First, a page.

Education

Parents warned of possible chickenpox at East Chapel Hill High School

This patient with chickenpox developed lesions on the skin of his chest and torso.
Chickenpox is an infectious disease caused by the varicella-zoster virus resulting in an itchy blister-like rash, tiredness and fever. It appears first on the trunk and face, but can spread over the entire body causing between 250 and 500 itchy blisters.
This patient with chickenpox developed lesions on the skin of his chest and torso. Chickenpox is an infectious disease caused by the varicella-zoster virus resulting in an itchy blister-like rash, tiredness and fever. It appears first on the trunk and face, but can spread over the entire body causing between 250 and 500 itchy blisters. Centers for Disease Control

Parents are urged to be vigilant after a possible case of chickenpox was reported at East Chapel Hill High School this week.

The Orange County Health Department sent parents a letter Wednesday, warning them about their children's possible exposure to the contagious disease.

The student in question also attended East Chapel Hill High's combined musical concert performance Tuesday with Phillips Middle School.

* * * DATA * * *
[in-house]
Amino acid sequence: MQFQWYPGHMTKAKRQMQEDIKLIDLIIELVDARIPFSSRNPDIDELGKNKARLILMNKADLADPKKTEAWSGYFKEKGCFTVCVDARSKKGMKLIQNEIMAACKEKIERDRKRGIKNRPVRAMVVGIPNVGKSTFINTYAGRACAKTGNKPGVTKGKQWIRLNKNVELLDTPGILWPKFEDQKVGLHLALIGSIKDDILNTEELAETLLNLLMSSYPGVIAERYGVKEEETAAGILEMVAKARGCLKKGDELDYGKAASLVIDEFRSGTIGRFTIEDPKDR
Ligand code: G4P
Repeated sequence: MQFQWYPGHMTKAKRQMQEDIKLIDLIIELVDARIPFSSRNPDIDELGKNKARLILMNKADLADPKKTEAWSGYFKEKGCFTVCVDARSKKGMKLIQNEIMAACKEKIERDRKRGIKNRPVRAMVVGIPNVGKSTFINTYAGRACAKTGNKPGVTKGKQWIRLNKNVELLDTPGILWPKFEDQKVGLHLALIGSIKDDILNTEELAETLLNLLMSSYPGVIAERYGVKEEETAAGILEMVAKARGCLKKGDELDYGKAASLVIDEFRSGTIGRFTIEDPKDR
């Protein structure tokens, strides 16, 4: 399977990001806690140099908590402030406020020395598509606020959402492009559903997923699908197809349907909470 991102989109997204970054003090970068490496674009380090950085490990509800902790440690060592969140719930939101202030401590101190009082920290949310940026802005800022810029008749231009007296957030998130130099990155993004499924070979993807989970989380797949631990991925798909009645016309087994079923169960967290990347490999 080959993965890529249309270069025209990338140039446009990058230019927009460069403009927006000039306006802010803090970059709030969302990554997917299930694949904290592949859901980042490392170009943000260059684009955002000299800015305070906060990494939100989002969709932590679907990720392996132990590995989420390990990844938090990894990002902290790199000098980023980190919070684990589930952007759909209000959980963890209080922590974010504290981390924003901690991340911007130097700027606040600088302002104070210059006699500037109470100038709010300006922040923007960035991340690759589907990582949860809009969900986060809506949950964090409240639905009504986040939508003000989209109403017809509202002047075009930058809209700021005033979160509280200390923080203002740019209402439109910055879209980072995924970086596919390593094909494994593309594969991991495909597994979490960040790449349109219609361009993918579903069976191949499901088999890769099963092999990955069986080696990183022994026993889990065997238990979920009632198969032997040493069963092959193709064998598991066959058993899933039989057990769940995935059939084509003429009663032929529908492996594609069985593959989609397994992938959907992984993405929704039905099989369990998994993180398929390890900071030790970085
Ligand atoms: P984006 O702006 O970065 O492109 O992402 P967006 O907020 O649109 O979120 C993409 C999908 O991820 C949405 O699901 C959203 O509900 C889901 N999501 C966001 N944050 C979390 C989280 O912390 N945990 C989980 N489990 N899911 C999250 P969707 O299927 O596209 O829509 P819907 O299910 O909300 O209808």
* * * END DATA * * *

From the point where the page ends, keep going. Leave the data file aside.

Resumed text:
"If your child develops any symptoms of chickenpox, contact your child’s pediatrician or local health department to discuss his care. Please call ahead if you are planning to visit any type of healthcare facility," Quintana Stewart, the Orange County health director wrote parents.

Chickenpox is a contagious disease caused by the varicella-zoster virus (VZV). Symptoms include a blister-like rash, itching, tiredness, and fever lasting an average of four to six days. Most children recover without any problems.

The disease is spread through the air from an infected person’s coughing or sneezing or by direct contact with the blisters. A person with chickenpox can spread the disease one to two days before they get the rash until all of their blisters have formed scabs. It takes from 10 to 21 days after exposure to a person with chickenpox for a person to develop chickenpox.

People with questions or concerns are asked to call their medical provider or Iulia Vann, the Orange County public health services manager, at 919-245-2425.

Greg Childress: 919-419-6645, @gchild6645
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